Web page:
New Fund Structure Akin To An ETF Incubator

Amplify’s Christian Magoon discusses the new ETF structure his firm is starting.

Reviewed by: Drew Voros
Edited by: Drew Voros

Christian Magoon is the founder of ETF issuer Amplify. He also created the YieldShares High Income ETF (YYY), a fund with $126 million in assets under management (AUM). Last month, Magoon and his firm filed to start a new fund structure that’s essentially a unit investment trust (UIT) that will convert to an ETF once it hits a certain AUM threshold and reaches its one-year anniversary. caught up with him at Inside ETFs in Florida to discuss this new idea. Let's talk about this new ETF structure you filed for. Has the structure been approved by the SEC? Or is this literally a whole new ball of wax?

Christian Magoon: So it's using two existing structures that are approved, which is an index-tracking unit investment trust, not unlike what the PowerShares QQQ Trust (QQQ) or the SPDR S&P 500 ETF Trust (SPY) is built on.

And then on the other side, there’s a traditional index-tracking ETF. The new technology is this conversion trigger that takes an index-tracking UIT and converts it into a traditional ETF. The conversion trigger is what we're applying for exemptive relief for. That's what our patent application is based on. Why not just launch an ETF?

Magoon: The big advantage for launching what we call our ACES product—Amplify Convertible Equity Securities—is really threefold.

No. 1, seed capital: Instead of needing about $2.5 million to seed an ETF, it's about $150,000 for an ACES product. So, cost advantage on seed. No. 2, operational capital: It's about $250,000 a year to operate an ETF. ACES will be probably about a $50,000 one-time fee to operate the fund. So operating is quite a bit less. And then, the startup costs are probably only about $10,000-15,000 versus a traditional ETF of maybe $80,000.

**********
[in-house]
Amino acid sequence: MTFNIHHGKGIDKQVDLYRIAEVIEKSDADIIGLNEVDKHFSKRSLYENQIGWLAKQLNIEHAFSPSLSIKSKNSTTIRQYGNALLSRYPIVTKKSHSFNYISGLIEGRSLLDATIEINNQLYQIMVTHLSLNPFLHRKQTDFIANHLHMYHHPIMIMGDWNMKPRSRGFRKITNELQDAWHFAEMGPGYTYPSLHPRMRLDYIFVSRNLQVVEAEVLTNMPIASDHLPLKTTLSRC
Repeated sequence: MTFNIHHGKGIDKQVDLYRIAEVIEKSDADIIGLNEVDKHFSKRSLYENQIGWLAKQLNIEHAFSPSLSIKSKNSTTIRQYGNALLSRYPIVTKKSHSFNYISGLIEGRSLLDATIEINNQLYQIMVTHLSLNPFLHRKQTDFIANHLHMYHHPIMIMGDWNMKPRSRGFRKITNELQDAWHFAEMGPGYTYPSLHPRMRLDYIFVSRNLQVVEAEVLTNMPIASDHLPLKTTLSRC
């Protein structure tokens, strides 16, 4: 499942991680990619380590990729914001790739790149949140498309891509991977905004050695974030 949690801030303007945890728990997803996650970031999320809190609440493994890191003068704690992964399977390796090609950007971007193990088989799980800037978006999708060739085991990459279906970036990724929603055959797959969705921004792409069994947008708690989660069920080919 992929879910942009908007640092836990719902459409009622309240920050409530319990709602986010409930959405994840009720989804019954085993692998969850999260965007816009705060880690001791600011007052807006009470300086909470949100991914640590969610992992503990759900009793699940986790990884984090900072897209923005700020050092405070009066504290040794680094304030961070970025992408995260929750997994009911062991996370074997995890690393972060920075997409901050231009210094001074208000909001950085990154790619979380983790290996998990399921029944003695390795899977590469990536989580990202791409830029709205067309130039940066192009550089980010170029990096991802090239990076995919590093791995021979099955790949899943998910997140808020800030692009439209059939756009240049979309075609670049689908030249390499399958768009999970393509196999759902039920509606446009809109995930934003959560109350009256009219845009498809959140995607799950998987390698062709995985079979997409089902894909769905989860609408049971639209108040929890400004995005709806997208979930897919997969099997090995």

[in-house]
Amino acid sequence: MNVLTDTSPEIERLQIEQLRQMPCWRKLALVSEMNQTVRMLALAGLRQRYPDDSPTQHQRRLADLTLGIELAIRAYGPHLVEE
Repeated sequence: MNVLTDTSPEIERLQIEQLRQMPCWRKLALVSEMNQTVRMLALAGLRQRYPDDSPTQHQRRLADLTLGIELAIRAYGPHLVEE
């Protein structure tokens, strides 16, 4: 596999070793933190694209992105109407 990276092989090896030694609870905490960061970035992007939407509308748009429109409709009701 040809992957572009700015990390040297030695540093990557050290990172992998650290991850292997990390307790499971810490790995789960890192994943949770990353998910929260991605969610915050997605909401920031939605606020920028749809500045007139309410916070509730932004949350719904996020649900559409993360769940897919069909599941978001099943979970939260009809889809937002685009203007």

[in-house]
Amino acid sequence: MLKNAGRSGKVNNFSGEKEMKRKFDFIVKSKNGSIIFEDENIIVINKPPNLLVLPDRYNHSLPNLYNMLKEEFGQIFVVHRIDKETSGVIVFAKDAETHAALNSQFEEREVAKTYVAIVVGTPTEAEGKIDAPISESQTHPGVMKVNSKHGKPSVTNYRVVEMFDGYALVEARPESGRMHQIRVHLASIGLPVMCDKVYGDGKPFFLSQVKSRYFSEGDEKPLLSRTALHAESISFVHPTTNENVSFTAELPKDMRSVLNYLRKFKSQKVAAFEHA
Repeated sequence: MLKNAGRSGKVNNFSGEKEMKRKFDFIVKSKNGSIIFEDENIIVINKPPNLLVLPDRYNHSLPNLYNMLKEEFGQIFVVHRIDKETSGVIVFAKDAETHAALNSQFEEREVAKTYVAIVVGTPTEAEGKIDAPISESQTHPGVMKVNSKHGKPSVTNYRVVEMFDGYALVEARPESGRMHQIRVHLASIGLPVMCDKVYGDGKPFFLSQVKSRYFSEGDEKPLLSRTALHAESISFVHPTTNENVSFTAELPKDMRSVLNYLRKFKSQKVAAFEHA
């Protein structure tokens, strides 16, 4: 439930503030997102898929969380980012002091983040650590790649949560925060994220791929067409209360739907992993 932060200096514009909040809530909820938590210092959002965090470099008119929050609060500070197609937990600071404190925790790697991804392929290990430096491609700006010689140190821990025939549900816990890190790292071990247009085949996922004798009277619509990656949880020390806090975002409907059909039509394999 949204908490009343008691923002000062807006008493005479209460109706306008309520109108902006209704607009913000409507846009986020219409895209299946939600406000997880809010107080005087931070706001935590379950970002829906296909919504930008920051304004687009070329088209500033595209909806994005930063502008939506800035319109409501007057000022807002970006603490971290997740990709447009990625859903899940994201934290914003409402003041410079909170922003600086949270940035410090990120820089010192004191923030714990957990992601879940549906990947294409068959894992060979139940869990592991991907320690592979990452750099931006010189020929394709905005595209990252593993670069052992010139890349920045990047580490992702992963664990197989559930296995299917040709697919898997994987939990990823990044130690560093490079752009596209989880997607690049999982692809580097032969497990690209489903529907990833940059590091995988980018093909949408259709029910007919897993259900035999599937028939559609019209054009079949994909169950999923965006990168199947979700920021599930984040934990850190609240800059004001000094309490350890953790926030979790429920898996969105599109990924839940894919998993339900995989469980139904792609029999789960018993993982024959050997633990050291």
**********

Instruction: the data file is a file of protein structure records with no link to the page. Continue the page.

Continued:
It will be about 10% of the cost to do an ACES product versus a traditional ETF. And yet you still have an index-tracking investment that's transparent, that has the tax efficiency of an ETF, that'll have a ticker and tracking ability of an ETF. And then it has the option to convert into an ETF if it passes the minor league, so to speak, and gets into the majors. And is it on an exchange, and how would I buy it?

Magoon: Initially there'll be two ways. You can look at the CUSIP; it'll have a CUSIP. There also will be—and this is an initiative we're working on as well—a three- or four-letter ticker you'll be able to pull up and see pricing.

Unlike an ETF, while it's an incubator, it’ll have end-of-day pricing. That'll be similar to a traditional UIT or a mutual fund. You put an order in and you buy at the end-of-day close while it's an ETF incubator. That's probably the biggest difference.

But as you know, the trading of ETFs—especially new ETFs—causes a lot of consternation in the markets. Not everyone likes that. Not everyone likes or needs the ability to have intraday liquidity. We don't think that's a key feature. We think having the index-tracking ability, being tax efficient, having a transparent portfolio is the big essence. And we'll have that. So you’ll do the creation/redemption, or how will orders work?

Magoon: A UIT has a trustee that supervises and manages the ETF. Orders will go through them, and they'll create more shares as orders come in at the end of the day. There isn't actually a creation/redemption process while it's a UIT. It's actually simply building or selling units based on demand. Once it converts into a traditional ETF, everything is similar to what we know and love. So you buy it and then you want to sell it. So then Amplify buys it back? Or is it like a mutual fund?

Magoon: We're going to work with existing UIT companies that have the ability to sponsor. In our first filing, we’re working with Elkhorn. Someone will place an order to buy or sell that Elkhorn-sponsored UIT, and then the transaction will happen through Elkhorn and the trustee, which is Bank of New York. Has there been any other product like this before?